Bioguide #4

Growing nutrient dense food

How soil biostimulants improve mineral uptake and help grow nutrient dense food.

Today’s food is often calorie-dense but low in nutrients. Low nutrient density in our foods is often cited as a cause of human health issues such as obesity.

Understanding the causes of nutrient-poor food requires stepping back into the growing cycle and starting from the ground up.

Plants grow by taking up nutrients from the soil, but this process can be limited by the amount and type of nutrients in the soil and by their plant-availability.

One of the advantages of biologically active, healthy soils is that a range of microbes can “release” minerals in the soil by changing their form to be more absorbable by plants. This process of making soil nutrients more available is called mineralisation. When plants grow in soils where more minerals are available, they take up more and this grows nutrient-dense food for people.

Not only are these nutrients important for human nutrition, but they are also key to extending shelf life and improving flavour.

To demonstrate how stimulating soil biology improves plant nutrient uptake and helps grow nutrient-dense food, we completed several nutrition trials after using our biostimulant Mycorrcin [link]. This product activates beneficial soil microbes (particularly mycorrhizal fungi) which leads to increased soil uptake of soil nutrients and acts as a secondary root structure, allowing the plant to mine a bigger volume of soil to obtain more nutrients.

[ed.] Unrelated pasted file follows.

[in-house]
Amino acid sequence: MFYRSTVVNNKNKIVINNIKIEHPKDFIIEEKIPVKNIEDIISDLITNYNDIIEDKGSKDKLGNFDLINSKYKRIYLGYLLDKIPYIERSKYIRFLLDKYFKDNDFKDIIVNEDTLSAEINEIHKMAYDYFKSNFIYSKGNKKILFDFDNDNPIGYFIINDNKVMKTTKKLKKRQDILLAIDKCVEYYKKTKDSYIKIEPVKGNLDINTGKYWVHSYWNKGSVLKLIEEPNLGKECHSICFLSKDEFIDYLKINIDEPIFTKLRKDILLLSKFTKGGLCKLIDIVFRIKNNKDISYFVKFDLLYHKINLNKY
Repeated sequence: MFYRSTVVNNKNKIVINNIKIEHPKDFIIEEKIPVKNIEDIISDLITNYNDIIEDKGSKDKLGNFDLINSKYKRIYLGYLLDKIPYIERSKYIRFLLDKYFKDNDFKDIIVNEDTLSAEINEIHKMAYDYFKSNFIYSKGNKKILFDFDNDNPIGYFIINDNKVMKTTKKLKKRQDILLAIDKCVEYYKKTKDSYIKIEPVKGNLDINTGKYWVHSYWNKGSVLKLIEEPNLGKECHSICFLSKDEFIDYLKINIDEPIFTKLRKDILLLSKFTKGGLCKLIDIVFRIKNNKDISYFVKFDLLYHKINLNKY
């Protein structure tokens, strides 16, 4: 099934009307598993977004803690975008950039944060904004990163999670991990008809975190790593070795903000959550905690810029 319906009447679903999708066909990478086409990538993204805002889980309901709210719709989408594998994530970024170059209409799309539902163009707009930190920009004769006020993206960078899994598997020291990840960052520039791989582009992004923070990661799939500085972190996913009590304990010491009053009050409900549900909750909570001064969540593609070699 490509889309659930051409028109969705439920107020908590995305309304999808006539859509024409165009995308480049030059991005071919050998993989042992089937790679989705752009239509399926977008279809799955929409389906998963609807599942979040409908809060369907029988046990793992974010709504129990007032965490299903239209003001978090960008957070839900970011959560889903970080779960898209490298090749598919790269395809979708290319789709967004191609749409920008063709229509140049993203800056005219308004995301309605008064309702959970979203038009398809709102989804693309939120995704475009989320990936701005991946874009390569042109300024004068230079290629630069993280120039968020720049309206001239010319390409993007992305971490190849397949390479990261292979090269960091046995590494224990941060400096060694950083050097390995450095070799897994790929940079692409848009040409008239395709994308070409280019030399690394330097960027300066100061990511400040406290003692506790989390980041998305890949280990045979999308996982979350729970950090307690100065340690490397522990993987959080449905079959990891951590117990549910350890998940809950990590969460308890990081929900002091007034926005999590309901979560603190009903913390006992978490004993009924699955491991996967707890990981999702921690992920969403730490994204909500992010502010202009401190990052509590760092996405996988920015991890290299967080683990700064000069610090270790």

The results across several crops include:

  • Improved nutrient uptake in lettuces. Lettuces treated with Mycorrcin (and our leaf health spray Foliacin [link] had increased uptake of calcium, potassium and magnesium by 19, 27 and 25% respectively.

Table 1. Impact of Mycorrcin on Lettuce Nutrient Uptake (Pukekohe, New Zealand 2019)

Lettuce Trial Pukekohe 2019 Standard Foliacin + Mycorrcin Difference
Potassium 7.7 9.2 19%
Calcium 1.35 1.71 27%
Magnesium 0.36 0.45 25%
  • Improved nutrient uptake and taste in apples. In a long-term trial with Royal Gala apples in Hawkes Bay (NZ), the regular application of Mycorrcin (and our crop breakdown product Digester [link]) led to improved calcium, magnesium and potassium levels. In apples, calcium levels are important for extending shelf life and reducing the presence of bitter pip. In blind taste tests, the Mycorrcin treated apples had a better flavour and were preferred by testers.

Table 2. Impact of Mycorrcin on Nutrients in Royal Gala Apples (Hawke’s Bay, New Zealand 20XX)

Royal Gala Apples Median range Untreated Biostart treated % change
Calcium (mg/100g) 7.0–11.0 7.1 7.7 8.5%
Potassium (mg/100g) 115–150 112 115 2.7%
Magnesium (mg/100g) 6.0–9.0 5.1 5.3 3.9%
  • Improved nutrient uptake and flavour in grapes. In a long-term trial in Marlborough, New Zealand, with Pinot Noir grapes, regular Mycorrcin applications increased the levels of calcium and magnesium by 12 and 15% respectively at veraison (the ripening of the grapes). In subsequent analysis of the juice from these grapes, Mycorrcin-treated grapes had better colour (anthocyanins), flavour, mouthfeel and aroma – all features key to making better wine.

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